#4

This is pretty snarky. I’m writing commercial applications for a living and never touch i18n (which is because I’m doing backend and data mangling). I would even say that a huge array of commercial applications has absolutely no need for this.

But: it’s a considerable gap in the ecosystem. I don’t thing the stdlib should close it, though. Libraries outside of stdlib are much easier to maintain, use and to build alternatives for. Rust is still a young language though, so these kinds of gaps need to be expected.


#5

I think it is a bad idea if low-level system function change their behavior in funny ways, based on some global user setting you may not even be aware of.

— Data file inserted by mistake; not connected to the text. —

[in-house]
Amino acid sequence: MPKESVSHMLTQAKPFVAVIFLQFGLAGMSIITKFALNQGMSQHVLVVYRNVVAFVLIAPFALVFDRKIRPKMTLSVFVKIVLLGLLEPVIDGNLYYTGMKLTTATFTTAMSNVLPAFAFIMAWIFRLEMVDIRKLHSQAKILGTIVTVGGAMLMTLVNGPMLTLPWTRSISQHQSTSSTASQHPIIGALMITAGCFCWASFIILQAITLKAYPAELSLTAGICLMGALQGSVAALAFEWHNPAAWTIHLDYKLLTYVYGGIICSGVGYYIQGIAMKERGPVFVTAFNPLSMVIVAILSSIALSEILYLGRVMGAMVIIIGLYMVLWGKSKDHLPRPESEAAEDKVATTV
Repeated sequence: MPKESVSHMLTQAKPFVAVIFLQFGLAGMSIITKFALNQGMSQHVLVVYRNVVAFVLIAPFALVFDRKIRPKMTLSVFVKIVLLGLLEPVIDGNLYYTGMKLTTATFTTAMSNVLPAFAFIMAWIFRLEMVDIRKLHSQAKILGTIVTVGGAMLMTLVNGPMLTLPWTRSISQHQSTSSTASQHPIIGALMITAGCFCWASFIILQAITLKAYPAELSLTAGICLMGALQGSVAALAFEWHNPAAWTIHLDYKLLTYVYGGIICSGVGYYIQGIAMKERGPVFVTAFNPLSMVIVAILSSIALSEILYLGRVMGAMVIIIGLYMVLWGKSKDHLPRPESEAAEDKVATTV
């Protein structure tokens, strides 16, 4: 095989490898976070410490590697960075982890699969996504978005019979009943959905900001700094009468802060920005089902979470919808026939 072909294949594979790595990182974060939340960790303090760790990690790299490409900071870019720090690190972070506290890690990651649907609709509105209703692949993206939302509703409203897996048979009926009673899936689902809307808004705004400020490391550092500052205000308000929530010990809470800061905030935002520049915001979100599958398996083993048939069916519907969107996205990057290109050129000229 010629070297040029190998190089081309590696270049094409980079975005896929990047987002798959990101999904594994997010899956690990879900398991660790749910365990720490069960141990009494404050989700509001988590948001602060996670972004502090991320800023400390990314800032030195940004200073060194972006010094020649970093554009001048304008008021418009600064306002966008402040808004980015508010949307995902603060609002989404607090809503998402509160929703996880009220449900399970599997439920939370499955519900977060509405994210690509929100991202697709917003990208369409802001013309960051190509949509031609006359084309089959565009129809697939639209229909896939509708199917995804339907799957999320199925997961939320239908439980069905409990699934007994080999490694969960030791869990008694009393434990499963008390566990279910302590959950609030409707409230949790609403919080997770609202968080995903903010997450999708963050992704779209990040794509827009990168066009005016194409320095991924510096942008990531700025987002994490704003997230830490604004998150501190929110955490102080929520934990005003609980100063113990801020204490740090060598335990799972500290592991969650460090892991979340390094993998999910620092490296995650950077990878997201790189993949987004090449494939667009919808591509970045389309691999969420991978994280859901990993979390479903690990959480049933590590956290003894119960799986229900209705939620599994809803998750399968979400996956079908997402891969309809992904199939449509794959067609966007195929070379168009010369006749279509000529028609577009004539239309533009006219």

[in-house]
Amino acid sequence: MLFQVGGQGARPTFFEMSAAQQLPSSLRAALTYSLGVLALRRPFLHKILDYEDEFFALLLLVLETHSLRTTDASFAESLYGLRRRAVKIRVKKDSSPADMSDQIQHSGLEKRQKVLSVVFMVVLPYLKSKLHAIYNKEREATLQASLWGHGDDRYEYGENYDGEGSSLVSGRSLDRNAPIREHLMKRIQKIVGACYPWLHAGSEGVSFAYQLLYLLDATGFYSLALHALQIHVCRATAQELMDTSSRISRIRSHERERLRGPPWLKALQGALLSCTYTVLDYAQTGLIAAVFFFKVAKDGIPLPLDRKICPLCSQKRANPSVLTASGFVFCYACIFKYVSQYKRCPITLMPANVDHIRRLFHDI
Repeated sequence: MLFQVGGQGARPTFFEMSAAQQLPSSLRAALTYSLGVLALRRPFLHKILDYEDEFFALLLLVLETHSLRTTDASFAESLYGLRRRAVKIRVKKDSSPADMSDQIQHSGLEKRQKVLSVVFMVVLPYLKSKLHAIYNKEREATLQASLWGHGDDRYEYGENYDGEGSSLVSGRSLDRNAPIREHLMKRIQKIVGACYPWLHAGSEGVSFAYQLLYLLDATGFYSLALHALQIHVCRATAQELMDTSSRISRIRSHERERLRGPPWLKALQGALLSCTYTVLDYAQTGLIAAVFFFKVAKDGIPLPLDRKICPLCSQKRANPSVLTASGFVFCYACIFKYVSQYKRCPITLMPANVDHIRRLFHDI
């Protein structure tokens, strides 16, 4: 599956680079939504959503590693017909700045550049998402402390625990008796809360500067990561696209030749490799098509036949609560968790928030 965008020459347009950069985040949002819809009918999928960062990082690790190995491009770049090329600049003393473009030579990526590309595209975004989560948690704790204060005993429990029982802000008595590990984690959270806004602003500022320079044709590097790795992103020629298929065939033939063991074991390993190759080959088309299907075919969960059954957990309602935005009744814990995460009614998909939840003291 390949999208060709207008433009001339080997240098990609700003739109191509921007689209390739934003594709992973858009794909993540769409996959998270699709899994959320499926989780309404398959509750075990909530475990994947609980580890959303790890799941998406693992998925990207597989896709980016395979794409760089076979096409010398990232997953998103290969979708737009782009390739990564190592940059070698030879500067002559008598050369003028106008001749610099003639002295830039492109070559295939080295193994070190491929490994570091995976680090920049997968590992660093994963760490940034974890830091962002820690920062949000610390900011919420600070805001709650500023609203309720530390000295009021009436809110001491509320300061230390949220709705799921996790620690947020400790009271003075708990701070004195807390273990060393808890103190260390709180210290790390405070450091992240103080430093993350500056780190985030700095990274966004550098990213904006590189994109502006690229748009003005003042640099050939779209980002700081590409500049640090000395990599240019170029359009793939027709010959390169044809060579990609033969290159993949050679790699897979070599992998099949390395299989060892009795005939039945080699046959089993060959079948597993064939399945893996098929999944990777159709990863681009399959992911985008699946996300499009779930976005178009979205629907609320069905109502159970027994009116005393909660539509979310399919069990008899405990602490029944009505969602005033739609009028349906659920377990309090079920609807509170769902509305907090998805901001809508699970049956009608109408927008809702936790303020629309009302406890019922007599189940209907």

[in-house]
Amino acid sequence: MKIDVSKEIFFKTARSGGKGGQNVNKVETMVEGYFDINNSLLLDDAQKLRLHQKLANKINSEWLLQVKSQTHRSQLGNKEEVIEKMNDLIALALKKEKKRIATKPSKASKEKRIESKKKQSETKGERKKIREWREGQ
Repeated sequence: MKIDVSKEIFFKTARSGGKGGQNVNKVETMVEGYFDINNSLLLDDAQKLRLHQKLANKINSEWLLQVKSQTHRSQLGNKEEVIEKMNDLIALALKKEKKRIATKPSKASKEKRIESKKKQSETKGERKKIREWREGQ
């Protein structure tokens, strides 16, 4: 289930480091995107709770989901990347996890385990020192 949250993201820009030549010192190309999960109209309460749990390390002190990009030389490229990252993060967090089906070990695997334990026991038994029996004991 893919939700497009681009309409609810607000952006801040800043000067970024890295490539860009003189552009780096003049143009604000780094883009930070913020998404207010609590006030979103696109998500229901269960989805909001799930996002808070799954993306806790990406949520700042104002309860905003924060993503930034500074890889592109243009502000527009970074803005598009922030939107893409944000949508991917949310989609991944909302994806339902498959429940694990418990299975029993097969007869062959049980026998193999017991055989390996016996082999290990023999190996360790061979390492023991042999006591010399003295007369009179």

For an example, a lot of software has problems with the turkish locale, because in Turkey there are i and ı, with respective upper case letters İ and I. So in a turkish locale the upper case letter for i is not I, violating an assumption a lot of software makes.

Another example closer to home is comma-separated lists of numbers, which fails in a German locale, because the decimal separator is a comma.

So I would like any locale related processing to be explicit, with the locale as a parameter. That could easily be done in a crate separate from std.


#6

This is just tip of the localization nightmare.

What if you want to search strings for letter ч, but people want to be able to search for ч without switching their keyboard, so they type c or ch?

How do you support mixed content where some parts are written left to right and some right to left?


#7